9. 'Man Bites Dog' (1992)

Man Bites Dog (French: C'est arrivé près de chez vous, It Happened in Your Neighborhood) is a 1992 Belgian black comedy and crime mockumentary with horror elements. It was written, produced, and directed by Rémy Belvaux, André Bonzel, and Benoît Poelvoorde, who are also the film's co-editor, cinematographer, and lead actor, respectively. Although often classified as a mockumentary and dark comedy, most viewers will have a hard time finding levity in this bleak serial killer exposé. The story centers around a naive crew of filmmakers following a serial killer and recording his terrible crimes for a documentary on urban crime and decay. At first dispassionate observers, the filmmakers eventually find themselves caught up in the increasingly chaotic and nihilistic violence their sadistic subject creates. Shot beautifully in black & white, Man Bites Dog retains a certain elegance throughout its slow paced but shocking run. Today this film would be called found footage and most likely (very unfairly) lumped into a steaming pile of stereotypical sub-genre suckfests. Man Bites Dog is more than that though — it's a undeniably well-crafted gem of creativity and tension that leaves marks long after its jaws have pulled away. 7.5 out of 10.

10. 'Killers' (2014)

Killers (Japanese: キラーズ, "Kirazu") is a 2014 Japanese-Indonesian psychological thriller film directed by Indonesian director duo The Mo Brothers. This film marks the first collaboration in the thriller genre between Japan and Indonesia. The story was written by Takuji Ushiyama with Timo Tjahjanto of The Mo Brothers. Very much in the spirit of Oldboy & I Saw The Devil, Killers delivers hard action and horrifying psychosis in the same poison pill. Here's the plot: Nomura is a young, intelligent, and charming Japanese executive based in Tokyo who has a dark secret nobody knows: He likes to brutally kill people and has been recording his sick actions to enjoy later. Nomura uploads the videos of his killings on a dark Internet site in order for them to be seen by others like him. Then we have Bayu, an ambitious Jakarta-based journalist. Bayu's obsession is to expose a corrupt politician named Dharma at any cost. Through a series of confusing and adrenaline fueled events Nomura and Bayu become entangled in each others' lives and subsequent pursuits, culminating in a pulse-pounding and unforgettable finale. Not as entertaining as its predecessors, but still an excellent film. 7.5 out of 10.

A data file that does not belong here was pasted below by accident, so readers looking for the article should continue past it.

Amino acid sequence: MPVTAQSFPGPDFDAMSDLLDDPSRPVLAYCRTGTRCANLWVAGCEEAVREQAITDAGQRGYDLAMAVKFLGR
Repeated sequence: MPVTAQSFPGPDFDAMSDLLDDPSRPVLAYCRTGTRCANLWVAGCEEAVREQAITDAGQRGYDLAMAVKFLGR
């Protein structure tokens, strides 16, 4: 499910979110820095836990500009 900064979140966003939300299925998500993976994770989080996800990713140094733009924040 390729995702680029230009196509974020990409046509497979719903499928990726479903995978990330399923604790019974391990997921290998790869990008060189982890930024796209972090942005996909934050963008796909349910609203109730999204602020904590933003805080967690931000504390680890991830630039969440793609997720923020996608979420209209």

11. 'The House With 100 Eyes' (2013)

The House With 100 Eyes is a 2013 horror/thriller written and directed by Jay Lee and Jim Roof. Our story starts with Ed and Susan, who on the outside appear to be a normal loving couple. However, they are far from it. They're actually snuff filmmakers with a new idea to take the business by storm: Ed wants desperately to make the first ever triple feature — three victims, three kills, all in one night. In order to provide their fans with everything you'd get on a straight DVD, they have rigged their entire house with cameras and audio for your viewing pleasure. Ed's plan slowly unravels though, and every bloodcurdling moment is captured on tape. This film isn't great — I'm not even sure it's good — but it kept me watching (and occasionally turning my head for small seconds). This strikingly morbid little indie was presented to me originally as: "A comedy/horror film about suburban psychos making average American snuff films until things go wrong." Intriguing right? Well, honestly folks, there's not much that's funny about this film; it's mean spirited and flat out ugly. It's also almost as close as you can get to being a Shock genre film without going too soft, or too over the top. None of this is a recommendation mind you, just facts. I did find the film disturbing though, as well as a little more than watchable. 6 out of 10.

12. 'Visitor Q' (2001)

Visitor Q (ビジターQ Bizhitā Kyū?) is a 2001 black comedy/drama shock film directed by Japanese horror icon Takashi Miike. It was filmed as the sixth and final part of the Love Cinema series consisting of six straight-to-video releases by independent filmmakers via a brief but exclusive run at the minuscule Shimokitazawa cinema in Tokyo. The film's plot is often compared to Pier Paolo Pasolini's Teorema, in which a strange visitor to a wealthy family seduces the maid, the son, the mother, the daughter, and finally the father, before leaving a few days after, thereby changing all of their lives forever. An extremely sick and twisted fairy tale of sorts, Visitor Q depicts one family's irrational descent into amoral human behavior. The film resides somewhere between high concept art and convoluted trash. It might not be a fan favorite but when it comes to purely offensive and utterly obscene film, Visitor Q is a flat out four alarm fire. 7 out of 10.

Well my fiendish terror friends, it appears that we've reached the end again, and just in time. I was wondering how my tiny mind could hold so many ugly images so clearly — Ah, but then I remembered — I totally deleted high school Math many, many moons ago. Leave a comment below and give us a few of your favorite shock horror films. Hope you all enjoy the movies and don't forget to follow me here for more articles related to everything horror.